- HANDLING the traffic ticket. If you are charged with a traffic offense, you should seek appropriate legal advise before appearing in traffic court. Your plea in traffic court can have a significant bearing on subsequent civil litigation. For example, if you plea guilty or plead no contest to the offense in traffic court, your plead becomes an admission of negligence in any resulting civil action. If you question whether you have been properly charged for the accident, you should consult a competent trial lawyer to explore all options before proceeding to traffic court.
- CONSULT an attorney. Shortly after the accident, you should consult with a competent trial lawyer to discuss the particulars of your accident. Personal injury litigation can involve complex legal, medical, and insurance issues. A competent lawyer can guide you through all of the pitfalls and make you aware of things you should be doing to protect yourself.
Basic Recoverable Damages in Virginia
In Virginia, if you, through no fault of your own, sustain personal injuries as a result of an accident, you are entitled to recover the following damages, if they apply:
- any bodily injuries you sustain and their effect on your health according to their degree and probable duration;
- any physical pain and mental anguish you suffer and any that you may reasonably be expected to suffer in the future;
- any disfigurement or deformity and any associated humiliation or embarrassment;
- any inconveniences and any that will probably be caused in the future;
- any medical expenses and any that may be reasonably expected to be incurred in the future;
- any loss of earnings because you are unable to work at your calling, and
- any loss of earnings and lessening of earning capacity, or either, that you may reasonably be expected to sustain in the future.
If, through no fault of your own, your vehicle is damaged in an accident, you are entitled to recover the actual cash value of the vehicle or the cost of repairs, whichever is less. If the vehicle is a total loss, the measure of damages is the difference in value immediately before and immediately after the accident plus the necessary and reasonable expenses you incur as a result of the damage to the property (i.e. your rental car expenses). If your vehicle is not totaled, the measure of damages is the reasonable cost of repairing the vehicle plus the amount, if any, the property is depreciated because of its damage. You are also entitled to reimbursement for your reasonable rental car expenses.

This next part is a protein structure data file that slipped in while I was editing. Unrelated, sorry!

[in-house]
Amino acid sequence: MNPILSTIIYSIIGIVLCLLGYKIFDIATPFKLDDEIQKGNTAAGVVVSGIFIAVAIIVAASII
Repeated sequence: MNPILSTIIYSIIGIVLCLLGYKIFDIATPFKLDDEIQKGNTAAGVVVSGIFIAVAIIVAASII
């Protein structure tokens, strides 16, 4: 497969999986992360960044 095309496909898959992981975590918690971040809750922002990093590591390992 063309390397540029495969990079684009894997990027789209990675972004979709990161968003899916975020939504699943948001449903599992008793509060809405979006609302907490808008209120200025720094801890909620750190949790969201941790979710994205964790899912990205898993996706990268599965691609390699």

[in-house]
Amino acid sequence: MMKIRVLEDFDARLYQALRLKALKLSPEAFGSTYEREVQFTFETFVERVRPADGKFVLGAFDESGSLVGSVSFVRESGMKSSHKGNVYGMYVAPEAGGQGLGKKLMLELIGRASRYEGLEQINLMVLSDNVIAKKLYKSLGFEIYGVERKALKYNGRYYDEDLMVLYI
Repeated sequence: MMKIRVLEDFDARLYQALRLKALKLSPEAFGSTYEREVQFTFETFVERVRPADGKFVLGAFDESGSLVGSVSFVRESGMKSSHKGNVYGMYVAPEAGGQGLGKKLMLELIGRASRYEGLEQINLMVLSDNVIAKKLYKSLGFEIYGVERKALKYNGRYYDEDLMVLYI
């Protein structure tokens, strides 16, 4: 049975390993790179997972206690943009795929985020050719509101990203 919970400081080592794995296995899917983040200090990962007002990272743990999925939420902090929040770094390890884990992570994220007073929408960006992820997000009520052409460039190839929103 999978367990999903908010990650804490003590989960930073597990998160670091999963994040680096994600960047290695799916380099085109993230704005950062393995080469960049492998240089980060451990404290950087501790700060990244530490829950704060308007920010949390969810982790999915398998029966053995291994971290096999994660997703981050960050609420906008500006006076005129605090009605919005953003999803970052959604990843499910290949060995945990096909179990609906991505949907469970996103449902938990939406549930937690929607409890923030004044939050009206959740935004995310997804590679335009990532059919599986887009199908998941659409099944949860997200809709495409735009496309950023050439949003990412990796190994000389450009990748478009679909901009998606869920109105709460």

Beware of Virginia’s Statute of Limitations
- Personal Injury Actions. Virginia has a two-year statute of limitations period in personal injury cases. Failure to file your lawsuit within two years from the date of the accident will result in a dismissal of your case.
- Property Damage Actions. Virginia requires that you file your property damage lawsuit within 5 years from the date of the accident. Your suit will be dismissed if it is not timely filed.
Hiring An Attorney
Regardless of whether you are a potential plaintiff or defendant, you should consult an attorney who specializes in personal injury litigation to address all potential issues.
If you are legitimately injured in a motor vehicle accident, and are considering pursuing a claim, you should not attempt to handle the matter alone. If you do, insurance companies may take advantage of your ignorance in such matters and your chances of obtaining a satisfactory settlement are not good. An experienced trial lawyer will have a good understanding of what your case is worth and will know how to best handle the insurance company to ensure that you receive a fair settlement. Personal injury attorneys typically handle such cases on a one-third contingency fee plus their out-of-pocket costs. This means that the lawyer would receive one-third of any recovery by settlement or verdict plus cost. If the case is tried and lost, you would be responsible only for the out-of-pocket costs.
If, on the other hand, you have been sued for negligently causing an accident and resulting injuries, you should immediately notify your insurance company about the suit and mail the suit papers to the company. Your insurance contract requires the carrier to hire an attorney to defend you and pay all expenses associated with the lawsuit.
Because automobile accidents frequently occur, you should plan ahead for this misfortune. Review your insurance policy and make necessary adjustments that will ensure adequate protection. If you are in an accident, consult with an experienced trial lawyer you can trust to help guide you through the many legal issues you will face.